Then, based upon the best distribution analysis maximum flood with different return periods was determined. In order to determine the flood hydrograph the Flood Index Method was used. This method requires an adequate number of observed annual maximum flood hydrographs to use. To develop the index hydrograph, all the recorded annual maximum flood events were studied and 9 flood events were selected. The events were picked up based upon the determinants of the hydrographs including maximum discharge, peak time, base flow discharge and base time. Then, with determination of the dimensionless index and maximum discharge with different return periods resulting from the best distribution function, flood hydrograph determinants were specified with different return periods. These periods included 11 different probabilities with different return periods of 2 to 10000 years. After extraction of the flood hydrographs of the Rood-Zard river, the corresponding floods were calculated for uncontrolled tributaries of A`la and Talkh. The calculations were performed through modifying the flood hydrographs of Rood-Zard river relative to the impure rainfall and the sub-basins area, thus, the flood hydrographs for A`la and Talkh rivers were developed with different return periods. By determination of inflow hydrographs of the Jarreh reservoir dam the flood routing was carried out for the reservoir. The spillway of this dam is as high as 497 m MSL functioning at the height of 502 to discharge the flood. In order to perform the flood routing in the reservoir at the required elevation of the spillway, HydroRout software was used (William, 1999). The inflow hydrographs were simulated for 11 probabilities at 5 different spillway elevations and the outflow hydrographs were calculated. The hydrodynamic Mike 11 model (HD) was used for the purpose of flood routing. This model has been developed by Danish Hydraulic Institute (DHI) for simulation of non-steady flows in the rivers, irrigation canals, sediment transport, water quality and other water resources-related disciplines. The hydrodynamic model which is a main part of the Mike 11 modeling system was used as the basis for other models such as flood simulations, dispersion and distributions, water quality and non-cohesive sediment transfer models. The Saint Venant and continuity equations were resolved non-linearly across the grid in specific time steps. After hydrodynamic simulation, the flow hydraulic unknowns including depth, velocity and discharge of the flow were determined. In order to use the model efficiently, it is necessary that initial input be provided to the model and then the boundary conditions of the model be calibrated. The cross-sections of the river are provided to the model as distance-depth coordinates and for each cross-section, the geographical coordinates and its position against the reference are putted into the model. The river reach simulated is 54 km long from Jarreh reservoir dam upon Rood-Zard River to its conjunction point to the Maroon river. The available river cross-sections to be used in this study were 54 cross-sections that were provided by Khuzestan Water and Power Authority (KWPA).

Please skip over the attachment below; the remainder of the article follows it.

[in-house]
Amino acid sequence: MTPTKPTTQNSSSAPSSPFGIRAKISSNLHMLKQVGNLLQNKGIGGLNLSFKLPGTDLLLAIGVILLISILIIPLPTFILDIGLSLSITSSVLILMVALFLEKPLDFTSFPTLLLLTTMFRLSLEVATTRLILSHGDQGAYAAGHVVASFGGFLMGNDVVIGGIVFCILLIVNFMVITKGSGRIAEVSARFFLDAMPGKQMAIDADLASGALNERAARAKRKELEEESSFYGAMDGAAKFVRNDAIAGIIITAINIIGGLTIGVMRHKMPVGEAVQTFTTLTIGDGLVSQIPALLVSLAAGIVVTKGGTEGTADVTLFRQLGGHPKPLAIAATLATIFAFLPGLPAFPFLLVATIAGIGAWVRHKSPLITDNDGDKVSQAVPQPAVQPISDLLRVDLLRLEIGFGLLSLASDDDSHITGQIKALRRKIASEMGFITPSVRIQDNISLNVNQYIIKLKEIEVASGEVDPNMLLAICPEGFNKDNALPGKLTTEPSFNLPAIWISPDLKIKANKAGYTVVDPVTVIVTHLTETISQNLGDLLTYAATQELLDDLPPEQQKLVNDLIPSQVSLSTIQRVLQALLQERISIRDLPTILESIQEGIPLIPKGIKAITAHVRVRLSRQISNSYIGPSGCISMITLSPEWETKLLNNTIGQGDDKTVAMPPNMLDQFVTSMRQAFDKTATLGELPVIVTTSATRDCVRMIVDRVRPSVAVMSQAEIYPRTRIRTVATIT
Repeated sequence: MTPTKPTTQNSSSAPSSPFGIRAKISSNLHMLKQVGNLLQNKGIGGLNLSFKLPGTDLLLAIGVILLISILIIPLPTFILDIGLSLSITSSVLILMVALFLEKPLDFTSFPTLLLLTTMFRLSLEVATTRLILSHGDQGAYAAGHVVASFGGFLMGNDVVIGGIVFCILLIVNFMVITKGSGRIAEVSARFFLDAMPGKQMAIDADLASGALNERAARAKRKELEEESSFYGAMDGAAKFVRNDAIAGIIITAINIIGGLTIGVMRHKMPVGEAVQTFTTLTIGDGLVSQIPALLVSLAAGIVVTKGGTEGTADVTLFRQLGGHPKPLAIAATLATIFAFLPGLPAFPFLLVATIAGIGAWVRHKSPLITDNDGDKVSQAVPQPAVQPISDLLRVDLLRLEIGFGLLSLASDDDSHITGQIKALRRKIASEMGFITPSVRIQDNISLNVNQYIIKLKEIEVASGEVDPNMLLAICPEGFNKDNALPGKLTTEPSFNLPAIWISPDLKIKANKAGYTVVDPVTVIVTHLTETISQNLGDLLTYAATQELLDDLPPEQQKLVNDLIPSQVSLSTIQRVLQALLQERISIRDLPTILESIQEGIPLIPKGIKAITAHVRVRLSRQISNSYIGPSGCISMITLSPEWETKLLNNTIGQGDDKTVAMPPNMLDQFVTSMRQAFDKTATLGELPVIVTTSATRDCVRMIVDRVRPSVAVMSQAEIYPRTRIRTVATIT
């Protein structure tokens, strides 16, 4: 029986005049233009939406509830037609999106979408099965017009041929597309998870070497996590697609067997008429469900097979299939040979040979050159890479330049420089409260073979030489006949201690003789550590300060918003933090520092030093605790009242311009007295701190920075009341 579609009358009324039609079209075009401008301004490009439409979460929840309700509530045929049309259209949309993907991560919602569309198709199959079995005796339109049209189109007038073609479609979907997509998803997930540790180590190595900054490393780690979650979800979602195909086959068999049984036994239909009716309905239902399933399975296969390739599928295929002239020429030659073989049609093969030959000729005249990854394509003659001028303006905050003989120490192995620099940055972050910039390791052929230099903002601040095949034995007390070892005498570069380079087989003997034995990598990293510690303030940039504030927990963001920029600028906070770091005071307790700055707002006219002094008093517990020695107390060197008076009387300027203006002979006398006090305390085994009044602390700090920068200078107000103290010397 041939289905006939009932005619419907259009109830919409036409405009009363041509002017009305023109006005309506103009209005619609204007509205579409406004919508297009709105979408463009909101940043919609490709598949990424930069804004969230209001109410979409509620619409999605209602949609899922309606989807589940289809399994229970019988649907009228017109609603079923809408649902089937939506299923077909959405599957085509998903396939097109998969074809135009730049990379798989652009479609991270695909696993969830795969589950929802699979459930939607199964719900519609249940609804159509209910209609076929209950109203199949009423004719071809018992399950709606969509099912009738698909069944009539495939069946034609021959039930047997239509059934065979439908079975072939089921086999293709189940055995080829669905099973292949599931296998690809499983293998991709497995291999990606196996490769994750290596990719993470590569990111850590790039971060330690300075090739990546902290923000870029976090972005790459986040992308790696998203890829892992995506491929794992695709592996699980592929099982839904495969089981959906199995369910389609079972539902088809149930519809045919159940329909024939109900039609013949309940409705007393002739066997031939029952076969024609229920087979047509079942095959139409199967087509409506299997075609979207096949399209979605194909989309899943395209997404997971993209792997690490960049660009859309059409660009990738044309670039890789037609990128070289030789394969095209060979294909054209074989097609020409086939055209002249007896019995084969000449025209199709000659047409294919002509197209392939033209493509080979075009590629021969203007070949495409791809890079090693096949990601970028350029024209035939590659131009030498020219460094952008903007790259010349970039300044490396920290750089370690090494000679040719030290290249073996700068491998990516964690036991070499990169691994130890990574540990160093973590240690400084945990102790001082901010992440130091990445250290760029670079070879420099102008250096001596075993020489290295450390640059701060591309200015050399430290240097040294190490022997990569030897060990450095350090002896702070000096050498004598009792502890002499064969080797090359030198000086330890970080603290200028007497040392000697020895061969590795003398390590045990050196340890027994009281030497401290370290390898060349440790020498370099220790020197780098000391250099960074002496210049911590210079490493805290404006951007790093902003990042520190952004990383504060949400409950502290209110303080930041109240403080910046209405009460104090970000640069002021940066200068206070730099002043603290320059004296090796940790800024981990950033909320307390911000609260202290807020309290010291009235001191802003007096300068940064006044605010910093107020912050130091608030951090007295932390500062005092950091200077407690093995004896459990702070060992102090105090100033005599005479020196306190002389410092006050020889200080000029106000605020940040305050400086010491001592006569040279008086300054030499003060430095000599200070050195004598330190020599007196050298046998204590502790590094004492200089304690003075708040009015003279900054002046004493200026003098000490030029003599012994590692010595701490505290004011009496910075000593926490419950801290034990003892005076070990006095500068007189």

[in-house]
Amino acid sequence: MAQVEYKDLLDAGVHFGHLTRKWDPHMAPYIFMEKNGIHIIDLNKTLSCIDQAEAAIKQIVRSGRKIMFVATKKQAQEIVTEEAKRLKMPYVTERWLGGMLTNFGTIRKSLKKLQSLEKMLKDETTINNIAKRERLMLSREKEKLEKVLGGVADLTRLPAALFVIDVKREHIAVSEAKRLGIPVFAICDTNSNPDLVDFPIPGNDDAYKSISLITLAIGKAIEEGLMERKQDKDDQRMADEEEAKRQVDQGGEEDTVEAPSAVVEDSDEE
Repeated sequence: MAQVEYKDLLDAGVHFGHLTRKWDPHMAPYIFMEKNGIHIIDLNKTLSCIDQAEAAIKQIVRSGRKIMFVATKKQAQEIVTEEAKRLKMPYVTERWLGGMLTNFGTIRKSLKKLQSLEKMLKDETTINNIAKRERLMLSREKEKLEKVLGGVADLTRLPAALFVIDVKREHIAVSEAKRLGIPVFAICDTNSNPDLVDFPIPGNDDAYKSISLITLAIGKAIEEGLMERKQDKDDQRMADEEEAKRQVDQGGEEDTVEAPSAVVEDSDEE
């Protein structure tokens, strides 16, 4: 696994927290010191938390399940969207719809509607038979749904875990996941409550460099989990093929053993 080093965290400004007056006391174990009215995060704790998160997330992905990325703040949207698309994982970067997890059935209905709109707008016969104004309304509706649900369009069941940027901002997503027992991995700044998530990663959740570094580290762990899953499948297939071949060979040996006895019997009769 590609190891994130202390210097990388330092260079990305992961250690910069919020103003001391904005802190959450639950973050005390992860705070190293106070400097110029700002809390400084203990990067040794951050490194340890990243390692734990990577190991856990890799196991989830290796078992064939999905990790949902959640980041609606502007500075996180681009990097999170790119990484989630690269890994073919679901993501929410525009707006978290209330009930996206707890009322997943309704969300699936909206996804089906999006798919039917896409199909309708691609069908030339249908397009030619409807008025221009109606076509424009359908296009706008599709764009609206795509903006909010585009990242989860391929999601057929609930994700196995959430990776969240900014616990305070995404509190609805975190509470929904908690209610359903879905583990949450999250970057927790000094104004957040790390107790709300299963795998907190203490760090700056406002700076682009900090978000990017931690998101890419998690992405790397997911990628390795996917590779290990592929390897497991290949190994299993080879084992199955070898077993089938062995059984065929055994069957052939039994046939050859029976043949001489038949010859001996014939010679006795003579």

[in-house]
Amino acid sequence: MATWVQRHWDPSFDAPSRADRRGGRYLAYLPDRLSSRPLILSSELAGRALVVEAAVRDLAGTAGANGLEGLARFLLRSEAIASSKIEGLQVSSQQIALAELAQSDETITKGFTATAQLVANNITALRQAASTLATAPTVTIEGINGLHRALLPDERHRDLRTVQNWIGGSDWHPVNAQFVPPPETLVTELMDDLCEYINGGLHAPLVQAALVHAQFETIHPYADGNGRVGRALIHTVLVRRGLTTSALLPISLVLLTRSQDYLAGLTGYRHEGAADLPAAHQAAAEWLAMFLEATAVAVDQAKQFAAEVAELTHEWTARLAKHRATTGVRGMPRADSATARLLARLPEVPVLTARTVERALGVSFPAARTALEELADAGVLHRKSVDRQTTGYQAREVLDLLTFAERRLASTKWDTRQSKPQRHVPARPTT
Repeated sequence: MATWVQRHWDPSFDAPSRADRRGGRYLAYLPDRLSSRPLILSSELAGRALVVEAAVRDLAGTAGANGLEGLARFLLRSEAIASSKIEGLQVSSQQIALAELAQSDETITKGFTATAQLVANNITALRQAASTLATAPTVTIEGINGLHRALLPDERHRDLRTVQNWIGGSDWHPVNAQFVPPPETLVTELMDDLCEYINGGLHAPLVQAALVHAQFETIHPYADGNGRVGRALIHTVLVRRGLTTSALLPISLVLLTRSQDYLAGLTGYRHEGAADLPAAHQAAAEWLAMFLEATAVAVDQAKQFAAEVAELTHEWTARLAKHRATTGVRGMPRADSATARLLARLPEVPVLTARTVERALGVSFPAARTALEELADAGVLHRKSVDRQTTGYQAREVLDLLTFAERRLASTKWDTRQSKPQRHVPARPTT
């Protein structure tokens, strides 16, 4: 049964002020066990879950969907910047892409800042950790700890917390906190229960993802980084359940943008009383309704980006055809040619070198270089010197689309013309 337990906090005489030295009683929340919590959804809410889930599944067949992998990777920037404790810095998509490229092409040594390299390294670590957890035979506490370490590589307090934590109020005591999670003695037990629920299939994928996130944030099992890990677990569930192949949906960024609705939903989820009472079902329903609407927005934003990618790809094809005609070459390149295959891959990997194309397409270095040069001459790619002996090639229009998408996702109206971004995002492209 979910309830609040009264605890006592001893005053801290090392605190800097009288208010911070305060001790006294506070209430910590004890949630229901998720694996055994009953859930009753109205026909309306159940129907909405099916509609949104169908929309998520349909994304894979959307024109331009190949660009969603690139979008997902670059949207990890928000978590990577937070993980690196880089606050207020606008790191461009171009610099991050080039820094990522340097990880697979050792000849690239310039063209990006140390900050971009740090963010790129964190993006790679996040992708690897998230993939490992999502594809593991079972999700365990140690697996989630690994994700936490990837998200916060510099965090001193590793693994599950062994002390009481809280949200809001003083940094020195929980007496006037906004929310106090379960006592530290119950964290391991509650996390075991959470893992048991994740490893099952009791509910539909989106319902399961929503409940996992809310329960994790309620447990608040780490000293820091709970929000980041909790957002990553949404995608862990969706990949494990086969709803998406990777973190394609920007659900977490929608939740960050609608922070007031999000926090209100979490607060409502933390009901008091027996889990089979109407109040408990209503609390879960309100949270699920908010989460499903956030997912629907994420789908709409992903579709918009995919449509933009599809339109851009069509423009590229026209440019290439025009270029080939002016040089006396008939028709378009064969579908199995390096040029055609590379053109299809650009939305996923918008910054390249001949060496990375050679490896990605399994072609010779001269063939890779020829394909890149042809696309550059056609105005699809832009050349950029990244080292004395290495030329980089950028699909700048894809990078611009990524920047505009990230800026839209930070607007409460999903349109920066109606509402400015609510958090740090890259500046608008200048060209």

Mike 11 model is not capable of generating reliable flow simulations without appropriate definition of boundary conditions. The flow boundaries included downstream and upstream ends of the river so that the simulated reach would not be connected to another tributary and the flow begin from or end with that specific cross-section (Samadi Boroujeni and Samani, 2002). The boundary conditions of the river depend upon the prevalent physical conditions and by considering the river conditions and the objectives of the hydraulic simulation, the flow boundaries should be defined precisely. In simulating the flow system, the upstream flow conditions were determined in form of hydrographs with different return periods of 2 to 10000 years while the flow conditions of downstream were presented in form of discharge-elevation curve. The inflowing tributaries were introduced to the simulating model as sources. The calibration of the HD model used discharge control method or water level control method. The main parameter in calibration of the model is the bed roughness coefficient (Manning n). Therefore, by using a series of measured discharge records the model was run and the n was selected so that the depth of calculated flow be equal to the depth of observed flow. Since the calibrated n in low flows occurred in the main canal, the roughness coefficient of the plain along the channel was estimated through field observations and the roughness determinations guidelines (Chow, 1959) and finally, by using Luther formula (Hosseini and Abrishami, 2006) the corresponding roughness coefficient for 5 reaches along the main water channel was determined. Also, to ensure the accuracy of the results in addition to the calibration of low flows, the sensitivity analysis was carried out for the flood discharge in which the roughness along the river was taken as an independent variable while the flood hydrograph at the end of the simulation was considered as a dependent variable. After the flood routing of the reservoir and preparation of the flow model, three simulation scenarios were developed for several flow hydrographs. The first scenario suggested that the natural flood flow was routed with the Jarreh dam eliminated. In the second and third scenarios, the flood routing was simulated with the presence of the Jarreh reservoir for both cases of the filled and empty reservoirs.